{19} On July 13, 2009, Dr. Quang met with appellant and H.H. He considered the child's lead level high and her medical history rather suspicious. Like Dr. Pizon, Dr. Quang emphasized that an ordinary case of child lead poisoning occurs between the ages of nine months and four years; when children have the gross motor skills to move about and the fine motor skills to pick up and place things into their mouths. As H.H. was never developmentally advanced enough to move or independently put anything in her mouth, she was not within the typical population of children who suffer from accidental lead poisoning. Furthermore, H.H.'s lead levels regularly went beyond what Dr. Quang opined was the initial rebound level after chelation was administered. Dr. Quang consequently observed that, unless poison was reintroduced, her case defied the more than seven decades of medical research in this area.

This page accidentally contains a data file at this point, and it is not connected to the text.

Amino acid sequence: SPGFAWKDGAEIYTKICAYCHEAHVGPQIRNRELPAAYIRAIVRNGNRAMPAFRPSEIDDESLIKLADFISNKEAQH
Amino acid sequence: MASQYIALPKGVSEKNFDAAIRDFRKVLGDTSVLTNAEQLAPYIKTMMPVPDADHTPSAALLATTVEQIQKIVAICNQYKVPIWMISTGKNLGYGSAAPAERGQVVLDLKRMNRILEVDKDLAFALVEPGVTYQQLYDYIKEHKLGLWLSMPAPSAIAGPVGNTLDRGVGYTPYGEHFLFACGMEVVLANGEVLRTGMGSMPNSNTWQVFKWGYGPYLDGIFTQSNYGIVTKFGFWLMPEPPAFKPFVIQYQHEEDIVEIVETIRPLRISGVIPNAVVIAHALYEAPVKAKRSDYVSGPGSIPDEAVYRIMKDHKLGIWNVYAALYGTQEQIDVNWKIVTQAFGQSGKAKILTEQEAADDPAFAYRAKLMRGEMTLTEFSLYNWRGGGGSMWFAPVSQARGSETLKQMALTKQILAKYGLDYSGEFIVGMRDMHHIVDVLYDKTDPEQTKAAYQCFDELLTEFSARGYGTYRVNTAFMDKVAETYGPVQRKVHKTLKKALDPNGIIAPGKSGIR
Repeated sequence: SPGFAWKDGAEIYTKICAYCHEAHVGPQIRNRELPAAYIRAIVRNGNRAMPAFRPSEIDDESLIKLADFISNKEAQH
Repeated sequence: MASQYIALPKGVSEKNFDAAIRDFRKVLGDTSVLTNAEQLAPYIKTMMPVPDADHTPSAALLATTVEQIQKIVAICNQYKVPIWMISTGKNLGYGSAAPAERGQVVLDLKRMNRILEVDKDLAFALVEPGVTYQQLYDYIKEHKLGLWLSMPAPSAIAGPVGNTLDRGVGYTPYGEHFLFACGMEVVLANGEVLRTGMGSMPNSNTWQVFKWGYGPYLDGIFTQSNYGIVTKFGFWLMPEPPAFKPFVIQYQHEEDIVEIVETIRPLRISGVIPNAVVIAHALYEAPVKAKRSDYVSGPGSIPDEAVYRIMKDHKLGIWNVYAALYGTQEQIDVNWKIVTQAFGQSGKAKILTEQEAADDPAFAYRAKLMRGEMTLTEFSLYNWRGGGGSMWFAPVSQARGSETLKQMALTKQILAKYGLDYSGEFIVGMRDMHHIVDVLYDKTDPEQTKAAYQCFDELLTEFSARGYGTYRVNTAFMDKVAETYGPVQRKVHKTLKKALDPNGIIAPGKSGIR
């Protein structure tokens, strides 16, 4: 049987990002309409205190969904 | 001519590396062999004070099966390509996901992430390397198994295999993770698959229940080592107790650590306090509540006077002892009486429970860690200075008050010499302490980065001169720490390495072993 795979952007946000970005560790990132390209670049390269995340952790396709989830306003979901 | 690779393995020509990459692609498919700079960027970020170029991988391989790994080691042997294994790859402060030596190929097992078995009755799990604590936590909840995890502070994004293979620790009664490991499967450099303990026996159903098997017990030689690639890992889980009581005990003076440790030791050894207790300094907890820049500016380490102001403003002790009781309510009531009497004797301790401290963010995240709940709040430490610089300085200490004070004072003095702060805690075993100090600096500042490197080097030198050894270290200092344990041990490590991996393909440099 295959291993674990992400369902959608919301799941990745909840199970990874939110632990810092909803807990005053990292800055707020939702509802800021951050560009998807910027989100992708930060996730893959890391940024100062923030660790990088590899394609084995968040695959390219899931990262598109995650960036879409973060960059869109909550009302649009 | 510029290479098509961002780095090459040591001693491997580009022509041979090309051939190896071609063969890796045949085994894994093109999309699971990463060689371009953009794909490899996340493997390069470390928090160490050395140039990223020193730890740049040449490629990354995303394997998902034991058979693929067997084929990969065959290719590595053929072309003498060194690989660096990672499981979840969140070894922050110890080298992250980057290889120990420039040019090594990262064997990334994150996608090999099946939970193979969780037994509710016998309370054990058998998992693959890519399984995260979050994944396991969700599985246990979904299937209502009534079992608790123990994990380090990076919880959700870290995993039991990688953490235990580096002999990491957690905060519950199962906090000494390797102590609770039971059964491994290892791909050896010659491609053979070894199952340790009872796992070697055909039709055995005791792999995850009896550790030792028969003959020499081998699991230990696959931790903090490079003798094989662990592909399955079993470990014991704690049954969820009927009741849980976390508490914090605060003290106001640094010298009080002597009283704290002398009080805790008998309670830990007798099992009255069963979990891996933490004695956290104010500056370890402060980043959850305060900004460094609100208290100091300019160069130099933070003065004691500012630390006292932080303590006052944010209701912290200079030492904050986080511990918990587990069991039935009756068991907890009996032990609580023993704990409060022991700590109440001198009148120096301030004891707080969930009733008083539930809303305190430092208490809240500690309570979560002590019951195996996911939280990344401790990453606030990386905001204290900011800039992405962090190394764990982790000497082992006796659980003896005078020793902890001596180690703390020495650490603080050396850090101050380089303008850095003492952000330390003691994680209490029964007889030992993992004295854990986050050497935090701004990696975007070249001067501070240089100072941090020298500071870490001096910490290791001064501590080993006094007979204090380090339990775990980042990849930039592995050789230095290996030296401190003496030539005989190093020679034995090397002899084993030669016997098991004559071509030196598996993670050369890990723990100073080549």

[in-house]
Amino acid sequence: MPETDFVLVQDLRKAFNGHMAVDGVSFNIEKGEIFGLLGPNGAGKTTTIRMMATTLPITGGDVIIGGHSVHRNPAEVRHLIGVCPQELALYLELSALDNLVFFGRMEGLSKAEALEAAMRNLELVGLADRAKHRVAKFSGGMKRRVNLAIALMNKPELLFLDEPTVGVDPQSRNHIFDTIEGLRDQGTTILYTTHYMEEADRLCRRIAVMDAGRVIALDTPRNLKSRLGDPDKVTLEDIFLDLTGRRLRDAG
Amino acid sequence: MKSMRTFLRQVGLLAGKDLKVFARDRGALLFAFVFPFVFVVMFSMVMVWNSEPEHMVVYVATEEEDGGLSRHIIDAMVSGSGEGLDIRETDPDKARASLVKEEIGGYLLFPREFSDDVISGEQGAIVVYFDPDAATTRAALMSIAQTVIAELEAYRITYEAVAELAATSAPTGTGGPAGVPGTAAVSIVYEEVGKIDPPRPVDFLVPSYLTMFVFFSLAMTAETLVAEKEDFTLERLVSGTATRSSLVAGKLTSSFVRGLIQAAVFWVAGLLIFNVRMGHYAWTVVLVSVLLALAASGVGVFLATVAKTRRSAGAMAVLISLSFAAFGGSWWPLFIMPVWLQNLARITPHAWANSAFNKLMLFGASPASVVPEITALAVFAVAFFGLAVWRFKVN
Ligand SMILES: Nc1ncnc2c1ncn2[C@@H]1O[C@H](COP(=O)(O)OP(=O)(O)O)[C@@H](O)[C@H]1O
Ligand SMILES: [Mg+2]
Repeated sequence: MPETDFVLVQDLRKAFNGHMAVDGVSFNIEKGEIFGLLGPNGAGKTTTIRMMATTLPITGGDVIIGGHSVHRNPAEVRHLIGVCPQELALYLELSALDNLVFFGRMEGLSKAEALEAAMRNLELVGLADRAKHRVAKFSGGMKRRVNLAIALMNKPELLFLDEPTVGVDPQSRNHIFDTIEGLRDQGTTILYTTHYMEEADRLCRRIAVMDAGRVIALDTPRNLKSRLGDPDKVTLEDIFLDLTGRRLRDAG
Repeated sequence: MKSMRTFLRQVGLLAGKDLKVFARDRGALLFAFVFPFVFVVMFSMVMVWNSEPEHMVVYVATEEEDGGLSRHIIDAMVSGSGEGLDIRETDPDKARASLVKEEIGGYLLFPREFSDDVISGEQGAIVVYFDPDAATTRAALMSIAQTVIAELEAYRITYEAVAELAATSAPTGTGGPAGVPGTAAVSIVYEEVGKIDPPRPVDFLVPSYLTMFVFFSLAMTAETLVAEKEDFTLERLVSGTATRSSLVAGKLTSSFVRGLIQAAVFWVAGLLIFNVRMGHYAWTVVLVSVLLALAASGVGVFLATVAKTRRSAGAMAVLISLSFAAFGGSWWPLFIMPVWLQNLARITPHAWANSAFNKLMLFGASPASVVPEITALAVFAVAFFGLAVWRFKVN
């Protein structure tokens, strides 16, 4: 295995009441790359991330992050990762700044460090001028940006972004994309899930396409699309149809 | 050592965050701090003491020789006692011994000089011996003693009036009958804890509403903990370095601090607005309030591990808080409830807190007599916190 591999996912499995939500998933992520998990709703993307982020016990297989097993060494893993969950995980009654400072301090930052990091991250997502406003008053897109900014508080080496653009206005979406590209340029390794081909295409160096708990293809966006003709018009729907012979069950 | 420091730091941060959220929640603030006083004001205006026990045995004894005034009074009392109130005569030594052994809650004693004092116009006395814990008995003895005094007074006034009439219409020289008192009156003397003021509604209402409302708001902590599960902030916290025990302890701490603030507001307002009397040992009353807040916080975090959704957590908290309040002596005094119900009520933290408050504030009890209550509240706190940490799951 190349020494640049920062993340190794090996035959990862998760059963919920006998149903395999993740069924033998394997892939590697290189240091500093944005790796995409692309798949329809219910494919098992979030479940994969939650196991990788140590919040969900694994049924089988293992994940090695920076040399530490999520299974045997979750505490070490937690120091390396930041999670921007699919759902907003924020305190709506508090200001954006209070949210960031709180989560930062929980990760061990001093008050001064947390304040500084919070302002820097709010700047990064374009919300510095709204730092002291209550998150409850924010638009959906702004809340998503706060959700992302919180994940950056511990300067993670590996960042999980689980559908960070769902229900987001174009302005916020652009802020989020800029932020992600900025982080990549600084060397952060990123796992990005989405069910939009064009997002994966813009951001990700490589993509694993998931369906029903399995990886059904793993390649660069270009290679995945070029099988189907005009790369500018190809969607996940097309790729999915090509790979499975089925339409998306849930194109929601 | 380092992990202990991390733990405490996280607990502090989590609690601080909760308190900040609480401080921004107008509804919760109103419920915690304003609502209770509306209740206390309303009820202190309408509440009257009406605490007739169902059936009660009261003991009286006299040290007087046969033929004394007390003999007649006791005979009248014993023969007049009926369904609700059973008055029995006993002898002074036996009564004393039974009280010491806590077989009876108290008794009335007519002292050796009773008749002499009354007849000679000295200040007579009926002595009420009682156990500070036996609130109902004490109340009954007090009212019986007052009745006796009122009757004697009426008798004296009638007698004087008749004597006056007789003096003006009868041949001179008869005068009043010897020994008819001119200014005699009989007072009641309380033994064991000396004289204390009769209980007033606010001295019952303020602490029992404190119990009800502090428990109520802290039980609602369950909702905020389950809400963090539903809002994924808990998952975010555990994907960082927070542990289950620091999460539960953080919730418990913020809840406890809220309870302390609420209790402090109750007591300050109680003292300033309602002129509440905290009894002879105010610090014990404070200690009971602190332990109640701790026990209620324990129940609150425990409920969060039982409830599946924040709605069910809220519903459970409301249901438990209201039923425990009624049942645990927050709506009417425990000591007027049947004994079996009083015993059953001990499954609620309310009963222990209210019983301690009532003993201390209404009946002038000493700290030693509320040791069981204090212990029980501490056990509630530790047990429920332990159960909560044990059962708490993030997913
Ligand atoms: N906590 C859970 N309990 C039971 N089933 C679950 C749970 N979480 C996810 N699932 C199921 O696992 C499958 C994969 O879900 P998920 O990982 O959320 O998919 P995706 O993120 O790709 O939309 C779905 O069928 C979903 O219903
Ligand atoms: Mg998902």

{20} Given these points, Dr. Quang initiated another blood lead level test which returned a blood lead level of 67.8 M/D, over 16 points higher than the test results received only a week earlier. Dr. Quang admitted H.H. to the hospital and, because the hospital did not have IV EDTA available, he sought permission from appellant to treat the child with Suximer chelation. Appellant refused permission, asserting Suximer had been previously used but was ineffective. The doctor offered a third option, a more toxic chelator called D-penicillamine. According to Dr. Quang, H.H. stood a 30 percent chance of an adverse reaction being treated with D-penicillamine, as opposed to a two to three percent chance using Suximer. Because, however, appellant was entitled to refuse treatment, the doctor was obligated to respect the decision. Fortunately, D-penicillamine worked and, by late July of 2009, H.H.'s blood lead level decreased into the mid-40s, where it remained for the next several months.